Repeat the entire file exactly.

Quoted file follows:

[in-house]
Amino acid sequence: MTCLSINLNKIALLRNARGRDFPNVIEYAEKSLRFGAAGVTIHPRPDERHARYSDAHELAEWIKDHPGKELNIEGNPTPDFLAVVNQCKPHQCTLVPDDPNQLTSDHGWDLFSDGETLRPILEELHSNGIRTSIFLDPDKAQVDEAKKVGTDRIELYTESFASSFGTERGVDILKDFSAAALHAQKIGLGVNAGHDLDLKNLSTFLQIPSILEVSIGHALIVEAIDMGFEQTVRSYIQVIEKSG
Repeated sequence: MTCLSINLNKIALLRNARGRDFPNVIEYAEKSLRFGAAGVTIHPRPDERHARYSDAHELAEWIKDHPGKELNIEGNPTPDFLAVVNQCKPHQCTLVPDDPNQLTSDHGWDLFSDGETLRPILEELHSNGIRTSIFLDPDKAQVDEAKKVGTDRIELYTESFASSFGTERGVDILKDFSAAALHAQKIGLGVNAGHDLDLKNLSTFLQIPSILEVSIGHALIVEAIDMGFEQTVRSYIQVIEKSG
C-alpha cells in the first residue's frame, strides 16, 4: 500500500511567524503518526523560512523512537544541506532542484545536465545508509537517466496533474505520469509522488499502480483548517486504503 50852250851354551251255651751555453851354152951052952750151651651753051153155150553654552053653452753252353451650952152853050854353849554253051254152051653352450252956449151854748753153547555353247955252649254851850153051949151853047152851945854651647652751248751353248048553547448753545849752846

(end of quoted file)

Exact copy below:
[in-house]
Amino acid sequence: MTCLSINLNKIALLRNARGRDFPNVIEYAEKSLRFGAAGVTIHPRPDERHARYSDAHELAEWIKDHPGKELNIEGNPTPDFLAVVNQCKPHQCTLVPDDPNQLTSDHGWDLFSDGETLRPILEELHSNGIRTSIFLDPDKAQVDEAKKVGTDRIELYTESFASSFGTERGVDILKDFSAAALHAQKIGLGVNAGHDLDLKNLSTFLQIPSILEVSIGHALIVEAIDMGFEQTVRSYIQVIEKSG
Repeated sequence: MTCLSINLNKIALLRNARGRDFPNVIEYAEKSLRFGAAGVTIHPRPDERHARYSDAHELAEWIKDHPGKELNIEGNPTPDFLAVVNQCKPHQCTLVPDDPNQLTSDHGWDLFSDGETLRPILEELHSNGIRTSIFLDPDKAQVDEAKKVGTDRIELYTESFASSFGTERGVDILKDFSAAALHAQKIGLGVNAGHDLDLKNLSTFLQIPSILEVSIGHALIVEAIDMGFEQTVRSYIQVIEKSG
C-alpha cells in the first residue's frame, strides 16, 4: 500500500511567524503518526523560512523512537544541506532542484545536465545508509537517466496533474505520469509522488499502480483548517486504503 50852250851354551251255651751555453851354152951052952750151651651753051153155150553654552053653452753252353451650952152853050854353849554253051254152051653352450252956449151854748753153547555353247955252649254851850153051949151853047152851945854651647652751248751353248048553547448753545849752846